All eyes on Kansas in first congressional election of Trump era

Voters headed to the polls Tuesday in Kansas for the first congressional election since Donald Trump won the White House. Republican Ron Estes is favored, but the race has suddenly drawn national interest as a potential test of whether the anti-Trump organizing campaigns can move voters to the polls.

The special election in Kansas’ Fourth Congressional District pits Estes, the twice-elected Kansas state treasurer, against civil rights attorney and army veteran James Thompson. They are vying for the seat vacated by Mike Pompeo, who was picked by Trump to be CIA director. Libertarian Chris Rockhold is also running.

Kansas is not a swing state in presidential elections, and the last time a Democrat won its Fourth Congressional District was 1992. This past fall, Donald Trump trounced Hillary Clinton in the district by 27 points, and Pompeo bested his Democratic rival by 31 percentage points.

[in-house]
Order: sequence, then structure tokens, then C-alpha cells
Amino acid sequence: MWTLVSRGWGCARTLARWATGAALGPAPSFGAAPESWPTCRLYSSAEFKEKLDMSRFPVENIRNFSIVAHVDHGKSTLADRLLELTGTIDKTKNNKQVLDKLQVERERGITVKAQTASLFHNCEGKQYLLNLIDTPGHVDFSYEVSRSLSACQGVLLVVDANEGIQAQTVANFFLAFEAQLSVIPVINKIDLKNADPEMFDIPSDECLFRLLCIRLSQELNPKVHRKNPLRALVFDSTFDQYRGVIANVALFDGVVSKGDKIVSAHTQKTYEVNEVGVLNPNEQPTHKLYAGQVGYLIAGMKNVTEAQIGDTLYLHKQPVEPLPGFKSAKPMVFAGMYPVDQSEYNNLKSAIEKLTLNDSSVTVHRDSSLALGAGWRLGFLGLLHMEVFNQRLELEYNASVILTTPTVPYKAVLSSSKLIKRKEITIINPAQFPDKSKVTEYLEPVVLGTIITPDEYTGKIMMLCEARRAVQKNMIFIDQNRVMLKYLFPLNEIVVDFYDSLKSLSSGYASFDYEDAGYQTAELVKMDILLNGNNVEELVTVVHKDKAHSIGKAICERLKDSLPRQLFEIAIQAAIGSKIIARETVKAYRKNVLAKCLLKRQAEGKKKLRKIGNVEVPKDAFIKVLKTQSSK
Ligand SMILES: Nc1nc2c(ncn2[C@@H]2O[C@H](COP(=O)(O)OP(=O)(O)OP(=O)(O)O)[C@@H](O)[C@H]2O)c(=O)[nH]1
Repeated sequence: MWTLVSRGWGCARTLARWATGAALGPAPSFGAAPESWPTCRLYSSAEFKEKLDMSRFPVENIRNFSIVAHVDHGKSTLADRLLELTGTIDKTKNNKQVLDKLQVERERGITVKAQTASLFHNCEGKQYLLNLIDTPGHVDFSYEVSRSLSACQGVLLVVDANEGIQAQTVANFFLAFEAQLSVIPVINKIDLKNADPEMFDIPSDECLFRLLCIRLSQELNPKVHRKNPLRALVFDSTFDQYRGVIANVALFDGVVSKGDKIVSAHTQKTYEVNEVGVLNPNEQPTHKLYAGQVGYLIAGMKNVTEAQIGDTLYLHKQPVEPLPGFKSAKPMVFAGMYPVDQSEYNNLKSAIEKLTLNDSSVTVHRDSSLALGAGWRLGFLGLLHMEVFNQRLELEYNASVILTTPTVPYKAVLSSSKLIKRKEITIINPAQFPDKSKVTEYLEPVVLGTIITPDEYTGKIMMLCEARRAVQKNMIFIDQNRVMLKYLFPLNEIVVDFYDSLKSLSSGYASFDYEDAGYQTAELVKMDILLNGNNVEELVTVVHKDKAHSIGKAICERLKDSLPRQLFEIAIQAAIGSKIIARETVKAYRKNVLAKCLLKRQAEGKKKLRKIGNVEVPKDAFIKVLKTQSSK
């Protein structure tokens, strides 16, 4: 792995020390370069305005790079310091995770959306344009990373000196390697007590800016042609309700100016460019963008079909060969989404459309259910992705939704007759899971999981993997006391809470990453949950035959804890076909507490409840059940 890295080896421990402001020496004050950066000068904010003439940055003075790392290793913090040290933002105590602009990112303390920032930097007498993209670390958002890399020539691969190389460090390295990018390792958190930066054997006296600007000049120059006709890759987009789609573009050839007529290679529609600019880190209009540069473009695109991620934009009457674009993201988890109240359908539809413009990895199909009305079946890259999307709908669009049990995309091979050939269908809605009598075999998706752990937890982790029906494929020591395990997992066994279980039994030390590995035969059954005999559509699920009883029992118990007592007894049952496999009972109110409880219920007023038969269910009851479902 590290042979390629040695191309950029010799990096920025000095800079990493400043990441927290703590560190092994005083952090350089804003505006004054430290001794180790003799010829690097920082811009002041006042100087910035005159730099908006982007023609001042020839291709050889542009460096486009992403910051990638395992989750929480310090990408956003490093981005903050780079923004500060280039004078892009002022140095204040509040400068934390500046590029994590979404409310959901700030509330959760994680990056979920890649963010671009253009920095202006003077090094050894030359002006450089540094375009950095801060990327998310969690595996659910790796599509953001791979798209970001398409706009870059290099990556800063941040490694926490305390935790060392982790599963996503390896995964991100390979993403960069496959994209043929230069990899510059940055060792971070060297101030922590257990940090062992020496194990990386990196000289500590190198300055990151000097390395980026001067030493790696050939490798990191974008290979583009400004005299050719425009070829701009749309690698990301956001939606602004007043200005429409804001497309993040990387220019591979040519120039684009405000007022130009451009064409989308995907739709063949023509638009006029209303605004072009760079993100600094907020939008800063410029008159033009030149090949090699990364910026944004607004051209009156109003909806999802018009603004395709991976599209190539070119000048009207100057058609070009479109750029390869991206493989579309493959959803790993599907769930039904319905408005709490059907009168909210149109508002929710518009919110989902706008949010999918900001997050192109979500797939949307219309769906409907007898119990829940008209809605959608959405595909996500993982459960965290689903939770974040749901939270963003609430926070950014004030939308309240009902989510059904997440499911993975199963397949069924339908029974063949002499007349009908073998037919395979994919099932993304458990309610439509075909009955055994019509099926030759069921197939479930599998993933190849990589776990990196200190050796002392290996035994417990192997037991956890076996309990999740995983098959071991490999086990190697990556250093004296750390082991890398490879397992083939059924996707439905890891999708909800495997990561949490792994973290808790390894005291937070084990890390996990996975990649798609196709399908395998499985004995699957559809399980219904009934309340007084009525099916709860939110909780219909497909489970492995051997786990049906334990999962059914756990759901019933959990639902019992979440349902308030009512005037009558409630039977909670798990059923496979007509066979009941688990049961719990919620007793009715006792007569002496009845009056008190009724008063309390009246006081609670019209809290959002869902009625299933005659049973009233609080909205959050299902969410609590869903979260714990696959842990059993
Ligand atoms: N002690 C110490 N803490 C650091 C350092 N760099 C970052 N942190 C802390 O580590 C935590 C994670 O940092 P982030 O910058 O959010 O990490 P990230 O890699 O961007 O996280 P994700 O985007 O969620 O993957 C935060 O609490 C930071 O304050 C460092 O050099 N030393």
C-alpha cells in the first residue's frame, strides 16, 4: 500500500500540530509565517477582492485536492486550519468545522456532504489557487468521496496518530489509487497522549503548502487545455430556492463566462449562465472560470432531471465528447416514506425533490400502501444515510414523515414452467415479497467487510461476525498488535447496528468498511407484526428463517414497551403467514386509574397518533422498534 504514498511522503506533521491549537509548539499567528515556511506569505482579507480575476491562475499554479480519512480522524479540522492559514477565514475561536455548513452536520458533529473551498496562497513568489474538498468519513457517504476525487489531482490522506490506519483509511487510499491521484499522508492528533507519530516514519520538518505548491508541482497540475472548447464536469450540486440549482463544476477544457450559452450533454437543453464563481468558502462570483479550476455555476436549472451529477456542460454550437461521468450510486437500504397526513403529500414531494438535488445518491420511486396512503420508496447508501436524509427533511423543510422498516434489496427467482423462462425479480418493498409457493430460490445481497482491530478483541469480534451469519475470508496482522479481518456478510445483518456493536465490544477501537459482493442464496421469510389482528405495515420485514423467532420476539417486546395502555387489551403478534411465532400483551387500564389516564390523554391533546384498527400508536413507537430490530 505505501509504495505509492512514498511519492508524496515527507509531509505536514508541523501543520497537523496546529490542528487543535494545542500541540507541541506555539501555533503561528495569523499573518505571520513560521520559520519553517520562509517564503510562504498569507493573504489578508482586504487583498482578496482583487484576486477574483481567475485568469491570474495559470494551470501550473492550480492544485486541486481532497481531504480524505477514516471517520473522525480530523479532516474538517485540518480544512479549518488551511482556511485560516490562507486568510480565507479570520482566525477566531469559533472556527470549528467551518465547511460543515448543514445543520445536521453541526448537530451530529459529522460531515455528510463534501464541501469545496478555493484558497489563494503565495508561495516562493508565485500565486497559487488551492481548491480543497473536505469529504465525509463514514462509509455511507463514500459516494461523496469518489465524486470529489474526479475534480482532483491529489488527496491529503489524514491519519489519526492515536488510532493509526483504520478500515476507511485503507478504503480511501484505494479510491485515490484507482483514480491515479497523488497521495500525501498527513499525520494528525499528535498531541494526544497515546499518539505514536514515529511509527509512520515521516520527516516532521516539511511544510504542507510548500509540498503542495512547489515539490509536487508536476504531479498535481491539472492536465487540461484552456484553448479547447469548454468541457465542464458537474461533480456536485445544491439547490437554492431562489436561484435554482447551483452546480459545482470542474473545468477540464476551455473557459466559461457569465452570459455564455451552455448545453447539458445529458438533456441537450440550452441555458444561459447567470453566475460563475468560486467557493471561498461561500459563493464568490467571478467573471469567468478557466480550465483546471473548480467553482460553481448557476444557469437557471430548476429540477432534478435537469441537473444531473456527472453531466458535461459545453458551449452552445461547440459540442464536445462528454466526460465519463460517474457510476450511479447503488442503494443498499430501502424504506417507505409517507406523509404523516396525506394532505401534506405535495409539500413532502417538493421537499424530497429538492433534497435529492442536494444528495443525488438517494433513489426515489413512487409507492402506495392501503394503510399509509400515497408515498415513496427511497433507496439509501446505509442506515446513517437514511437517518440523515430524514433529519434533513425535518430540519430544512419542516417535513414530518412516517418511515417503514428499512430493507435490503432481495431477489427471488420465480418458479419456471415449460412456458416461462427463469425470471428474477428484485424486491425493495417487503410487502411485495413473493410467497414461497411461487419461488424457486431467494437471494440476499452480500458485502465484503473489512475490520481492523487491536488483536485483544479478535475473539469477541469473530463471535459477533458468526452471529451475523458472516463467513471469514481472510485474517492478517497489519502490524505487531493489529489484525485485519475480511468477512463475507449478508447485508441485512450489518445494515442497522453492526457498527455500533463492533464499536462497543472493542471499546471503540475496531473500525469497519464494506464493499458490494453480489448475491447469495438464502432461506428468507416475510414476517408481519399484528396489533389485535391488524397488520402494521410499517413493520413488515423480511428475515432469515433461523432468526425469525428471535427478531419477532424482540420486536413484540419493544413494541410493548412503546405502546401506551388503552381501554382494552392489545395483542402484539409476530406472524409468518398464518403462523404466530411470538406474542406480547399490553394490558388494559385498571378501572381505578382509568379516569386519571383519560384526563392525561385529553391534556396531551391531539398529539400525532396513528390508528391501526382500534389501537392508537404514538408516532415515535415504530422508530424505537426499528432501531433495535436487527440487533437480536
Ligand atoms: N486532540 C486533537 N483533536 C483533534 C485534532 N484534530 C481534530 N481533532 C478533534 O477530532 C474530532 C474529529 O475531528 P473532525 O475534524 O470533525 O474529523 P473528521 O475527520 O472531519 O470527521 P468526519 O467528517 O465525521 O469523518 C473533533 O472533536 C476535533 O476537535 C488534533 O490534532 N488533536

Yet districts that have been held for a long time by a single party can be unexpectedly vulnerable to strong challenges during special elections, which often feature unpredictable turnout among voters. And because Republicans already control both chambers of Congress and the White House, liberal voters may be more motivated to turn out than conservatives.

Additionally, party get-out-the-vote machinery tends to fall into disarray when not regularly used, and safe districts with little in the way of strong general-election challenges provide few incentives to build and maintain an electoral infrastructure.

Thompson’s campaign in the district proved to have surprising momentum, forcing national Republicans to pitch in to bolster Estes in what should have been an easy Republican seat to hold.